In a recent case, a court decided that a resident’s estate could not be compelled to enter arbitration, even though the deceased resident’s daughter had signed an arbitration agreement on her behalf. When the resident was admitted to a nursing home, her daughter accepted a health care proxy designation on her mother’s behalf, but the mother never executed a durable power of attorney for her daughter. The daughter then signed the home’s admission agreement, which included an arbitration agreement. The arbitration agreement stated that the arbitration agreement was voluntary and that failing to sign the arbitration agreement would not affect a resident’s ability to stay at the facility.
The nursing home admission agreement defined a legal representative as a person who has authority to act on the resident’s behalf under independent legal authority, such as a guardian or a power of attorney. The mother was not competent at the time the documents were signed. The daughter signed the admission agreement as her mother’s “legal representative” and signed the arbitration agreement under the line designated for a “resident/representative signature.” The daughter signed the documents so that her mother could be admitted to the home.
After the mother died while in the care of the nursing home, the mother’s estate brought a claim against the nursing home, alleging that the home caused the mother injuries that resulted in her death. The nursing home responded by arguing that the case had to be resolved in arbitration, pointing to the arbitration agreement signed by the resident’s daughter. The trial court found that the mother was not competent at the time the admission agreement was signed and that the daughter signed as her legal representative, so the case had to be resolved in arbitration. The mother’s estate appealed.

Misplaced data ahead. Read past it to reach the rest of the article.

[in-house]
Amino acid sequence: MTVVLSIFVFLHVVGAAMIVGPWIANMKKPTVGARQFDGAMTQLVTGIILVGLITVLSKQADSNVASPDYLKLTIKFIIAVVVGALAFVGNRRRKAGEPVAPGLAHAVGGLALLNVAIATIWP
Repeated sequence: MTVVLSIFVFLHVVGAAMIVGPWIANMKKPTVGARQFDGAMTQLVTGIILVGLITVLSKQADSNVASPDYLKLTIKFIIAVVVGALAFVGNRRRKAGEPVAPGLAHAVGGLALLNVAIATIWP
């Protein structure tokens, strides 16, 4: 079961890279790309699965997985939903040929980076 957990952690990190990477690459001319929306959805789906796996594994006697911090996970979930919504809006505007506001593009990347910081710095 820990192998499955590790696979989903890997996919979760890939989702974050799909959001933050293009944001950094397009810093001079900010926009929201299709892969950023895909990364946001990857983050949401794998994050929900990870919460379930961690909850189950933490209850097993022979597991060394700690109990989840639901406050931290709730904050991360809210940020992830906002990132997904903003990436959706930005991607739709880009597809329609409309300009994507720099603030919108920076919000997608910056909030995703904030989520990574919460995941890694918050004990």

The appellate court agreed with the mother’s estate. The court stated that the daughter signed the agreements only as her mother’s health care proxy, and a health care proxy does not have the authority to agree to arbitration because it is not a “health care decision.” As a result, the court reversed the decision, allowing the case to proceed in court.
Arbitration Agreements in Nursing Home Admission Agreements
Arbitration is a process of settling disputes through an arbitrator, rather than resolving them through the legal system. It is normally faster and less formal than court proceedings, but arbitration carries different risks and benefits for both parties. Often, nursing homes require residents to sign arbitration agreements when they are admitted to the home. The arbitrations may be mandatory or voluntary. An arbitration agreement requires residents to give up their right to seek relief in court and instead have their case resolved in arbitration.
However, a party cannot be forced into arbitration if the party did not agree to arbitration. Advocates for the elderly have successfully argued that older adults seeking someone to manage their affairs want someone to manage their day-to-day lives, rather than to waive their substantive legal rights.
Contact a Chicago Nursing Home Attorney
If you are considering filing a negligence claim or another type of claim against a nursing home, the Chicago attorneys at Moll Law Group can help you explore the scope of your options. Our lawyers regularly represent residents and their families in cases against nursing homes that have allegedly harmed their loved ones. We represent clients in Naperville, Schaumburg, Wheaton, and communities throughout Cook County. Call us at 312-462-1700 or contact us through our online form to schedule a free consultation.
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